A Pneumatic Conveying System can be categorized into several types: Positive-, Lean-, and Thick-phase. Each has its advantages and disadvantages. Listed below are some of the benefits and features of each type. Read on to learn more about them. Depending on the application, you may need to choose one over the other. Here are some other benefits of a Pneumatic Conveying System.
What is Dilute-phase Pneumatic Conveying System?
A dilute-phase pneumatic material conveying system, or DPCS, has several advantages over a mechanical conveyor. Unlike traditional mechanical conveyors, DPCS(dense phase pneumatic conveying system) is more efficient and has a longer lifespan than mechanical ones. Know how it works and how to choose the right DPCS for your specific application.
A typical dilute-phase pneumatic conveying system picks up conveying air at a speed of three to six feet per minute, and the line pressure reaches a low at the beginning and a high near atmospheric pressure at the end. The particle velocity is crucial to the overall performance of the dense phase conveying system. Too slow or too fast of a velocity can cause the product to degrade or plug a pipeline. If the particle velocity is too high, it can cause the material to foul the walls of the pipe and cause wear.
A dilute-phase pneumatic system can convey almost any type of material. Some common materials include flour, resins, speciality chemicals, and ground feeds. A dilute-phase system is usually less expensive than a dense-phase system, but the pressure differential must be high. It is important to consider the installation location, humidity, and altitude when determining the air volume required for the dilute phase pneumatic conveying or DP system.
What is Positive-phase Pneumatic Conveying System?
A positive-phase pneumatic conveying system works by using a medium-pressure air stream to transport bulk materials. Material particles are held in suspension by the air stream. Usually, the material is fed into the system through a transfer vessel. There are a few advantages to this type of pneumatic conveying system. These include: (1) reduced air consumption; (2) reduced pressure on the material during conveying; and (3) increased product velocity.
A positive-phase pneumatic conveying system is also known as a dilute-phase pneumatic conveying system. In this type of system, the air is pumped through a valve and uses a fan to create air pressure. The material is then removed from the system through a separator. The speed of the positive-phase system is fifteen to thirty-five meters per second. A dilute-phase system requires a pressure vessel and an inlet valve. Conversely, a negative-phase pneumatic conveying system is designed in the reverse and creates a vacuum.
What is Lean-phase Pneumatic Conveying System?
In a wide range of industrial applications, the lean-phase pneumatic conveying system offers several advantages, including process hygiene and routing flexibility. Particle attrition is caused by high impact velocities and requires an account of particle distribution into child particles.
The primary advantage of a lean-phase pneumatic conveying system is its ability to handle materials that are abrasive, but not fragile. Furthermore, these materials are typically light in density (approximately 800kg/m3). Furthermore, they do not deposit on the transport pipe during transport. This makes lean-phase pneumatic conveying systems a practical choice for many applications.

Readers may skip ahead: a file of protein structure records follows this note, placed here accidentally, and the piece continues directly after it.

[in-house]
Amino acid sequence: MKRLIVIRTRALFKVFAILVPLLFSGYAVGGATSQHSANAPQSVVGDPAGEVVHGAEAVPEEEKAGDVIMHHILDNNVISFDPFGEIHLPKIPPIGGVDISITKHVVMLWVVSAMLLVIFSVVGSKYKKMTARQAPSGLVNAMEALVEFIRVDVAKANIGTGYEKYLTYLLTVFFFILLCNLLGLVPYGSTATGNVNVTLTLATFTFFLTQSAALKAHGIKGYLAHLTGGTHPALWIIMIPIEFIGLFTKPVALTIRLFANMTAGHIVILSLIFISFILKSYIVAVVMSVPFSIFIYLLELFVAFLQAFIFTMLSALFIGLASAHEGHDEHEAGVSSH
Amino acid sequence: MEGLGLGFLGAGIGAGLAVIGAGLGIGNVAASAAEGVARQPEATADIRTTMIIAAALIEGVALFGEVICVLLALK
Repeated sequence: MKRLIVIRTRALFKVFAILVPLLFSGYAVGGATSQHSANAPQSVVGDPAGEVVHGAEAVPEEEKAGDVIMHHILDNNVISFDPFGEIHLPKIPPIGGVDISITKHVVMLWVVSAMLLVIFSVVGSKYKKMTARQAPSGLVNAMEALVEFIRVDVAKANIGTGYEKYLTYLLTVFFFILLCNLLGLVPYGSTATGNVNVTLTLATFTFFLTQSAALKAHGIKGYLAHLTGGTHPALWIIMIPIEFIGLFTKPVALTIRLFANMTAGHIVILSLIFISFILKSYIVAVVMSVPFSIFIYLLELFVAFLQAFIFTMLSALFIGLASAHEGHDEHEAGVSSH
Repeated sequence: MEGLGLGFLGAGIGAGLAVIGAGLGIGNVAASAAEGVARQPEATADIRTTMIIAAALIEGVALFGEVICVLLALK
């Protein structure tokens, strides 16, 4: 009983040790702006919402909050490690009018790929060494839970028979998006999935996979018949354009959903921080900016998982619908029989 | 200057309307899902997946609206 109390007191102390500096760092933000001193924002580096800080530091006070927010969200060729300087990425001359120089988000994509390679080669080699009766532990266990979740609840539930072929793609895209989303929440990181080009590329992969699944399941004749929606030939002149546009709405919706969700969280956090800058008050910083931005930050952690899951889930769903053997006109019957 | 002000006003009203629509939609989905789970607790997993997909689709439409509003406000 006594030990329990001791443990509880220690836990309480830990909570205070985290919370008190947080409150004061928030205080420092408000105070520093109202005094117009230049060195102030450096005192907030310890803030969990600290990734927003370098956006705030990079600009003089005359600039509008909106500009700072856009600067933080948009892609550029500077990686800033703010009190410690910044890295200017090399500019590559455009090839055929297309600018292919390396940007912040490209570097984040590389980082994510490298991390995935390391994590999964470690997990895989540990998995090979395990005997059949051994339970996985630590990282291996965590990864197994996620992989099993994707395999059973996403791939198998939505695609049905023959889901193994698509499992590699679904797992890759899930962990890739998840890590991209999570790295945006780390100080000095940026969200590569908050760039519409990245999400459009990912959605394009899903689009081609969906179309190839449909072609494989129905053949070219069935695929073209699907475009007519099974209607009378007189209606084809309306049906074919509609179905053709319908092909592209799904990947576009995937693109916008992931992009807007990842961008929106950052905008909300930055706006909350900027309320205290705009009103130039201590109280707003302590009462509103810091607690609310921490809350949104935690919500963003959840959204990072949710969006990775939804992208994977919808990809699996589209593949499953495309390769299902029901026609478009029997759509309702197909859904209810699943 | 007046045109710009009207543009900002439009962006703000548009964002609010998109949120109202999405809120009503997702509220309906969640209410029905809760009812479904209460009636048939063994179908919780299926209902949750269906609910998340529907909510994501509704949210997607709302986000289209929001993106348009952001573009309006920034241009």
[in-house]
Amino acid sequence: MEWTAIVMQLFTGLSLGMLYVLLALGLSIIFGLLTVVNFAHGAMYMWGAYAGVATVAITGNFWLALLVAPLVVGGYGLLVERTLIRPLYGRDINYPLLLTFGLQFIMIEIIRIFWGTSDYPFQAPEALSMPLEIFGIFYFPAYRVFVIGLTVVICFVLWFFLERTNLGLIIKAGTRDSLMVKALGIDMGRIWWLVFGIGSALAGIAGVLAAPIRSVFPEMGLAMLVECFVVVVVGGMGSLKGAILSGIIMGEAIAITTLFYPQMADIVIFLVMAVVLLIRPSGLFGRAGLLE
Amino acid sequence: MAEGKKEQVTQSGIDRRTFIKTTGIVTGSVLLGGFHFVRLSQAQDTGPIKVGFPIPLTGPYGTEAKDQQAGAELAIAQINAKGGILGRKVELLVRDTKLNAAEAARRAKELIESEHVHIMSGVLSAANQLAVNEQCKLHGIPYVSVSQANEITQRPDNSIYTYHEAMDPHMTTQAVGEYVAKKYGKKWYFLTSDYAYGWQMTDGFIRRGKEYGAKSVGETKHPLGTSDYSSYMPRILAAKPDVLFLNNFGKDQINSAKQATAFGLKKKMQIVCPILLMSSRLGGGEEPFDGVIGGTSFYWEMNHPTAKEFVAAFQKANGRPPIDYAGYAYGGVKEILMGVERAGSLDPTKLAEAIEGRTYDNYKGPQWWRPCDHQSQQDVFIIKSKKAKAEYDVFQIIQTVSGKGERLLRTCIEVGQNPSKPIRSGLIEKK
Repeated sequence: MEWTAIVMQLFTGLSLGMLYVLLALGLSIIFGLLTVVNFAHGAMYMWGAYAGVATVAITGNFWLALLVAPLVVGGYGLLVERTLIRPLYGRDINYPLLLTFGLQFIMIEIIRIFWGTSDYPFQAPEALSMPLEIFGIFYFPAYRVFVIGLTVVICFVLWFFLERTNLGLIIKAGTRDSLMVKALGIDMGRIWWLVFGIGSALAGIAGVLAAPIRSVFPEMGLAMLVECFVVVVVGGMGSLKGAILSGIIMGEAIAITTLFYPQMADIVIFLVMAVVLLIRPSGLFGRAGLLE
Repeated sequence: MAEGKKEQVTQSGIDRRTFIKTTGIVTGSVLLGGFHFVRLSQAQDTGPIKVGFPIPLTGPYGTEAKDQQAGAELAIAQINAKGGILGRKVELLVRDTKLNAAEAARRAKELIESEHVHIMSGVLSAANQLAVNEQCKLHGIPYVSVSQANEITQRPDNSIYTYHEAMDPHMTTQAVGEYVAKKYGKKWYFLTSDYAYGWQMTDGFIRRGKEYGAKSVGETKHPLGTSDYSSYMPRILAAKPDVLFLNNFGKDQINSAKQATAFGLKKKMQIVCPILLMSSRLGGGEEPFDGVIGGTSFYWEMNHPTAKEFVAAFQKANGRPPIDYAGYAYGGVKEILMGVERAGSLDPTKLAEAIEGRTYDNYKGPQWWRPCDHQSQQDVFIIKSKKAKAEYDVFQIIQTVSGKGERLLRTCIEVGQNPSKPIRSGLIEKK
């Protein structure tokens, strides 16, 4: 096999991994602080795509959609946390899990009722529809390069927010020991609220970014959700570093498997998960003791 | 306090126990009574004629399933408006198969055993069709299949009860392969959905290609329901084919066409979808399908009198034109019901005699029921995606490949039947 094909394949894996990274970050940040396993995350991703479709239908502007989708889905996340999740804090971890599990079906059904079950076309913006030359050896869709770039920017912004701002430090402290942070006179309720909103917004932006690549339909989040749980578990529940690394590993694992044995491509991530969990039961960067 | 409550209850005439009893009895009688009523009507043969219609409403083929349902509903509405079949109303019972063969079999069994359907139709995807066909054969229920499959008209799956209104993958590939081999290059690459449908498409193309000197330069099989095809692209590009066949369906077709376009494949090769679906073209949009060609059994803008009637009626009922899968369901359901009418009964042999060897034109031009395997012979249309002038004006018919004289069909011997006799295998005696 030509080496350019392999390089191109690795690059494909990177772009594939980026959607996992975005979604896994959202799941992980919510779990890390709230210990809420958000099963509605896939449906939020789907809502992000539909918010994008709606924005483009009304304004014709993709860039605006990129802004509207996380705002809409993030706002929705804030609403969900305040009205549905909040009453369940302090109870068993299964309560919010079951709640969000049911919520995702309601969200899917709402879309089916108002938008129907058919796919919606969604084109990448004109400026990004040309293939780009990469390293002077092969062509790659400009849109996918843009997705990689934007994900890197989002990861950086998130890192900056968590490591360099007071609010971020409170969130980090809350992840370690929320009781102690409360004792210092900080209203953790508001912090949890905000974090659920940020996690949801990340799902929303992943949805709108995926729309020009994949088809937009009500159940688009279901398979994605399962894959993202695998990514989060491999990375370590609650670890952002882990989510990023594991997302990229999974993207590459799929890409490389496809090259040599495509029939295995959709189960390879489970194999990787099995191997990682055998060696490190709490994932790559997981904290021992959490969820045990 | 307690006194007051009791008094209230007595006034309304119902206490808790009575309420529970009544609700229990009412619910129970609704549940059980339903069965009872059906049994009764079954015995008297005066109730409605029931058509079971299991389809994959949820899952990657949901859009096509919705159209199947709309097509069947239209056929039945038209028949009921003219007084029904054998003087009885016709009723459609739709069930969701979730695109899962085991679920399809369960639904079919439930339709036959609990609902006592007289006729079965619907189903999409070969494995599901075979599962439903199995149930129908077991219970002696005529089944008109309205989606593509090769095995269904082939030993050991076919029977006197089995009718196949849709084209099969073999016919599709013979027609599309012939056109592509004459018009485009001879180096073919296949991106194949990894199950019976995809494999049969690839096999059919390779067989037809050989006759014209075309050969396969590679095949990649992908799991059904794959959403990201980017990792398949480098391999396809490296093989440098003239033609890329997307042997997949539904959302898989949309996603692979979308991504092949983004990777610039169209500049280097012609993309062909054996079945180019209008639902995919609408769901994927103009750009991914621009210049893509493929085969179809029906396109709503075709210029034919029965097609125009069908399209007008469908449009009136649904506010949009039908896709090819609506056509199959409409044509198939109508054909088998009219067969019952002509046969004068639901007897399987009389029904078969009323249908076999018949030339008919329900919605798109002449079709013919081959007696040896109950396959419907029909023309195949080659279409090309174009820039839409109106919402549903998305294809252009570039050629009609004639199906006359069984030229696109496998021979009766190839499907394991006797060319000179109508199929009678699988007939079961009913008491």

A similar setup to the lean-phase pneumatic conveying system is used for the vacuum-dense phase. Both involve a vacuum pump and a sender hopper for inlet material. In the case of the latter, the sender hopper does not need to be specially constructed. Then, a frequency drive and pressure sensors are required to control the pneumatic system. The target flow rate must be determined beforehand, as will the diameter of the pipe. However, once this is determined, the pipe diameter can be estimated from experience and altered later on in the design process.
What is Thick-phase Pneumatic Conveying System?
For a dense-phase pneumatic material conveying system to work properly, you must know how to calculate and test particle-velocity requirements. A dilute-phase system is not suitable for medium-sized granules, but a small-bore pipe can provide the flexibility to move a powder through a congested plant. To get the best results, you should consider the following parameters:
Dense-phase conveying uses smaller amounts of air at a higher pressure. This helps the materials transfer in slugs, and it also minimizes wear to the conveying pipe. The density of the materials minimizes impact-related damage and extends the life of the system. However, this type of system requires that you have a high-pressure air supply. It should also be noted that the air supply is more complex than the other two types of pneumatic conveying systems.
Dense-phase pneumatic conveying uses low-velocity motive gas to transfer materials. This type of system has less impact and is suitable for transferring most materials. The low-velocity feature makes the system suitable for conveying most materials, and it also prevents product breakage and material segregation, two major factors in the downstream process. A dense-phase pneumatic conveying system is an excellent choice for difficult, friable and mixed batch materials.
When compared to other methods, pneumatic conveying is an effective way to handle and move different kinds of high volume granulated and powdered products with less waste and at a reduced price. Across a wide number of sectors, pneumatic conveying may be used to move a number of choices, including chemicals, food and drink, and much more. No matter how complicated your operation is or what kind of commodity you are transporting, pneumatic conveying can identify and resolve your most difficult problems and create custom engineering solutions that are effective.